In legal aid programs, it can become easy enough to think we’re doing our social justice work, and addressing systemic discrimination, simply by serving our clients every day. But I’ve come to realize that what we’re already doing in our day-to-day work is not nearly enough.
Legal aid clients throughout Minnesota, as across the country, are disproportionately people of color, people with disabilities, and women (particularly women with children). At Mid-Minnesota Legal Aid (MMLA), we advised and represented 10,800 clients in 2015. Of these, 55 percent were people of color, 59 percent were women, and more than
25 percent had either physical or mental disabilities.
This happens because people of color, people with disabilities, and women disproportionately have the very low incomes qualifying them for legal aid’s services. A family of four is eligible for MMLA’s help if they have a household income of less than $30,375. So we continually see in our clients’ lives the impact of disparities associated with poverty, and specifically, the racial disparities that exist in so many areas—employment, education, housing, health, and incarceration.
Some of MMLA’s work takes on discrimination and disparities directly, particularly in certain focused areas. For example, our Housing Discrimination Law Project has brought to justice landlords who discriminate based on race and national origin. Our Minnesota Disability Law Center has sued numerous hospital systems to make them comply with the Americans with Disabilities Act’s requirements regarding access for people who are deaf.
But we are asking ourselves, how can we move beyond these specialized areas to break down the disparities and systemic discrimination our clients face? How can we do more to make equal justice a reality? We realize that our day-to-day work, while critical to helping our clients on the pathway out of poverty, is not sufficient to bring about the broader and deeper changes we want to see.
We’ve also realized that we must start with ourselves. We must accept and address our own implicit bias. We must have a staff that better reflects our client community. We must improve the ways we listen to and hear what our client community is saying about their needs. We must develop and use a racial equity lens when we do our day-to-day work throughout all of our practice areas.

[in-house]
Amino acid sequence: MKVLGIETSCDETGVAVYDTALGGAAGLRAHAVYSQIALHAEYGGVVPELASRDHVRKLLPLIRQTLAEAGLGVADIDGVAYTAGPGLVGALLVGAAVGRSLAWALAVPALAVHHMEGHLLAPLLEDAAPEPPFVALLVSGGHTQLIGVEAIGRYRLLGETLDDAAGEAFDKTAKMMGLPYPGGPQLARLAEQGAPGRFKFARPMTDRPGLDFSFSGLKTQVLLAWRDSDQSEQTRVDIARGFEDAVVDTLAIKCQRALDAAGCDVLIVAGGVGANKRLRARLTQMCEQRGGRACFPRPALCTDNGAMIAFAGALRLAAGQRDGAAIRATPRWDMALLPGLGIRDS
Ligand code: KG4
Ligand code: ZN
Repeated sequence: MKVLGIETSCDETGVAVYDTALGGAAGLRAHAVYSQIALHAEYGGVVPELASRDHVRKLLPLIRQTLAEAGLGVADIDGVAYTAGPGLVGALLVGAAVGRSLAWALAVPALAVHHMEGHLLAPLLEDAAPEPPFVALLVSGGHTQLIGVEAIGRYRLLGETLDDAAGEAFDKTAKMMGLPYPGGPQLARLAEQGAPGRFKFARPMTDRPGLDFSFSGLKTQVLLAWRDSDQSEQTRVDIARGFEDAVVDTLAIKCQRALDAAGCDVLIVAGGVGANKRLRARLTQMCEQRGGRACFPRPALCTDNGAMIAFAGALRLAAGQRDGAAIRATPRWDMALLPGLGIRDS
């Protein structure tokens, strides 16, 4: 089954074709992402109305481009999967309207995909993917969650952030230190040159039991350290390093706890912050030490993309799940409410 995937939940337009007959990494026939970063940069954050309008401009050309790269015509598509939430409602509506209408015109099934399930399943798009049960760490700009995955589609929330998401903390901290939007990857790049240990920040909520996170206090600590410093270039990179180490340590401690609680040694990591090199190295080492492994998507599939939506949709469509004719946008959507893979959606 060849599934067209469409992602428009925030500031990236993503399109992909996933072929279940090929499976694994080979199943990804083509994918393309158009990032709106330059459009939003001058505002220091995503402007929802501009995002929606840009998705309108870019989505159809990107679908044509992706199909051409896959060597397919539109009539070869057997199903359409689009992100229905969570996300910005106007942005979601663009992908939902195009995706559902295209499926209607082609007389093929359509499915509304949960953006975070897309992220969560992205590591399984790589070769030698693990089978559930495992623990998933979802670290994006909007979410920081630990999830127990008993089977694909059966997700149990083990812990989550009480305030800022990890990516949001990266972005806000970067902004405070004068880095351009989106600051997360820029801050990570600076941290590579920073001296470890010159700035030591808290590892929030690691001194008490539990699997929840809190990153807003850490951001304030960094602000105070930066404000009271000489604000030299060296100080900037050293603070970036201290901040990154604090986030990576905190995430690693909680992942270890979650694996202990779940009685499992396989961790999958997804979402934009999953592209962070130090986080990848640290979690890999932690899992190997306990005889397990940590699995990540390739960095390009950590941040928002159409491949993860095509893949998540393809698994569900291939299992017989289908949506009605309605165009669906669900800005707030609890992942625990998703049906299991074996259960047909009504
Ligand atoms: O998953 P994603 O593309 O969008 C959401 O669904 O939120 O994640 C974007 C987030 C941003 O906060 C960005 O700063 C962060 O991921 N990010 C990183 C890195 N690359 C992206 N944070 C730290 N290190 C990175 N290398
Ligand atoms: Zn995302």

Why is this important? Because diverse voices identify more varied solutions to the seemingly intransigent challenges of discrimination and disparity. The initiatives identified offer more creativity. When we include, rather than exclude, we build trust in each other and confidence that decisions, processes, and systems will operate more fairly. When we stretch ourselves to think in a more multi-faceted way, it’s harder to fall back on old patterns and stereotypes. We also discover (or rediscover) our commonalities as human beings.
MMLA was fortunate to have the Shriver National Center on Poverty Law select a team of our staff to participate in the Center’s second-ever Racial Justice Training Institute, a several-month online and in-person training on implicit bias and developing a racial equity lens in legal aid work. Since the training, the team has worked closely with Legal Aid’s senior management group to share and implement what the team learned, both within Legal Aid and at the Minnesota Legal Services Statewide Conference in 2015. Members of the team are leading two internal initiatives with other Legal Aid staff. One initiative is examining our effectiveness in hiring and retaining diverse staff. The other initiative is expanding our understanding of implicit bias and how better to develop a racial justice lens for our work.
One of our biggest lessons so far has been to acknowledge the slow pace and difficulty of genuine change. For example, how do we free up more resources to take on race disparities in a significant way when limited resources force us to turn away 60 percent of eligible clients who contact us, and most of our funding requires us to provide specific amounts and types of services? How do we attract and retain attorneys from diverse backgrounds when our salaries are low, and so many people leave law school with heavy debt burdens? There are no easy answers. We face continuous and hard work if we want to make real change.
Earlier this year, I read Just Mercy by Bryan Stevenson. Mr. Stevenson has committed his entire legal career to challenging bias against people of color and the poor in the criminal justice system. He founded the Equal Justice Initiative in Montgomery, Alabama, where he is executive director. In the book, he makes this arresting statement: “The opposite of poverty is not wealth; the opposite of poverty is justice.” Lawyers, at legal aid programs and elsewhere, are uniquely qualified to bring justice to all. This is not merely an aspirational goal. It is a business and societal imperative. Including and hearing all voices will lead us there.
CATHY HAUKEDAHL is the executive director of Mid-Minnesota Legal Aid.